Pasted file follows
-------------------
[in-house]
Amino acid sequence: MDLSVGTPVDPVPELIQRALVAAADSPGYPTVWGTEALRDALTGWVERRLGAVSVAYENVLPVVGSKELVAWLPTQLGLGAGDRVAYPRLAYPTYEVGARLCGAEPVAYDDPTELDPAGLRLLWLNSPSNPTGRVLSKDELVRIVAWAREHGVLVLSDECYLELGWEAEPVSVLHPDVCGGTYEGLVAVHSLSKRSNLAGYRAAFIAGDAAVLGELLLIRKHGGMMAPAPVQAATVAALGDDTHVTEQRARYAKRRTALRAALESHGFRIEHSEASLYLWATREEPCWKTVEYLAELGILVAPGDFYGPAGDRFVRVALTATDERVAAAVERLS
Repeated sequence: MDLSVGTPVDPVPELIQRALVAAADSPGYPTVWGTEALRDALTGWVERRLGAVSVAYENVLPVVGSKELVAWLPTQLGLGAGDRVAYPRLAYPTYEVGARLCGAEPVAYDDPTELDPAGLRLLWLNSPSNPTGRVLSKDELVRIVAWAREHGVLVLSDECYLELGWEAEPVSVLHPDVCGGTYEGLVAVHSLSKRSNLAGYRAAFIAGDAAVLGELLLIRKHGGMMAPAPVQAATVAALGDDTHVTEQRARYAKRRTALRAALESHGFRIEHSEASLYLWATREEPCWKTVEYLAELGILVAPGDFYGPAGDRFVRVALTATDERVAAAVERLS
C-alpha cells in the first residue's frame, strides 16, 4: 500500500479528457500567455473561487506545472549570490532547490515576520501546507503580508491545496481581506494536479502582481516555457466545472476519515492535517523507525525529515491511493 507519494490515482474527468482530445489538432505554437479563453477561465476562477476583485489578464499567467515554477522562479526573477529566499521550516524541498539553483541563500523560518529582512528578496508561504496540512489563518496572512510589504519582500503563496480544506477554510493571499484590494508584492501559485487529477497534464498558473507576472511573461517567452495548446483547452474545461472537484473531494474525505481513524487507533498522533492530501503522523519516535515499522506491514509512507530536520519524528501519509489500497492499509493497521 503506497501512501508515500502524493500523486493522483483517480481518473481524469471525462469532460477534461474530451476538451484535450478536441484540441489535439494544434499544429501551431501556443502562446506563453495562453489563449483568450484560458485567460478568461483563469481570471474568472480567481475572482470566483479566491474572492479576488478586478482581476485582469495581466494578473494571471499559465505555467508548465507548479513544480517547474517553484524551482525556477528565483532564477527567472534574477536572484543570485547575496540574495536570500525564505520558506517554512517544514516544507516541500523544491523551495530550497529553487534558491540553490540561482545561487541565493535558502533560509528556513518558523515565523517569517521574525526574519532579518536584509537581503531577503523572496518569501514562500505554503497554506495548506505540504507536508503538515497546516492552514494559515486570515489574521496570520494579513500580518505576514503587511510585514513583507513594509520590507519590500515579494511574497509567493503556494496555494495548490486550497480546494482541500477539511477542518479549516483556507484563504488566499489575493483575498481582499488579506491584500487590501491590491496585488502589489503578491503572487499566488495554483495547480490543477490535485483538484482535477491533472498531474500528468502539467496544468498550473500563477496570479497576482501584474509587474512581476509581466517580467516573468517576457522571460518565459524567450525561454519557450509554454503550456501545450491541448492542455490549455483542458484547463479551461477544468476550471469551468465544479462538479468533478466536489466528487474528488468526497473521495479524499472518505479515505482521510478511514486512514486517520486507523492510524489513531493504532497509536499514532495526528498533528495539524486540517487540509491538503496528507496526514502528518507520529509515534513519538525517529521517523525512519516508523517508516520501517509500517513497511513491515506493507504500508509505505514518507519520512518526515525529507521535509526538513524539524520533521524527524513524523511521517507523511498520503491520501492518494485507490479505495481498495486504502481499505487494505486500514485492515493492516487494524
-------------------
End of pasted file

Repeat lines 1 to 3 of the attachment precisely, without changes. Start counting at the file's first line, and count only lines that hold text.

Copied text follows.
[in-house]
Amino acid sequence: MDLSVGTPVDPVPELIQRALVAAADSPGYPTVWGTEALRDALTGWVERRLGAVSVAYENVLPVVGSKELVAWLPTQLGLGAGDRVAYPRLAYPTYEVGARLCGAEPVAYDDPTELDPAGLRLLWLNSPSNPTGRVLSKDELVRIVAWAREHGVLVLSDECYLELGWEAEPVSVLHPDVCGGTYEGLVAVHSLSKRSNLAGYRAAFIAGDAAVLGELLLIRKHGGMMAPAPVQAATVAALGDDTHVTEQRARYAKRRTALRAALESHGFRIEHSEASLYLWATREEPCWKTVEYLAELGILVAPGDFYGPAGDRFVRVALTATDERVAAAVERLS
Repeated sequence: MDLSVGTPVDPVPELIQRALVAAADSPGYPTVWGTEALRDALTGWVERRLGAVSVAYENVLPVVGSKELVAWLPTQLGLGAGDRVAYPRLAYPTYEVGARLCGAEPVAYDDPTELDPAGLRLLWLNSPSNPTGRVLSKDELVRIVAWAREHGVLVLSDECYLELGWEAEPVSVLHPDVCGGTYEGLVAVHSLSKRSNLAGYRAAFIAGDAAVLGELLLIRKHGGMMAPAPVQAATVAALGDDTHVTEQRARYAKRRTALRAALESHGFRIEHSEASLYLWATREEPCWKTVEYLAELGILVAPGDFYGPAGDRFVRVALTATDERVAAAVERLS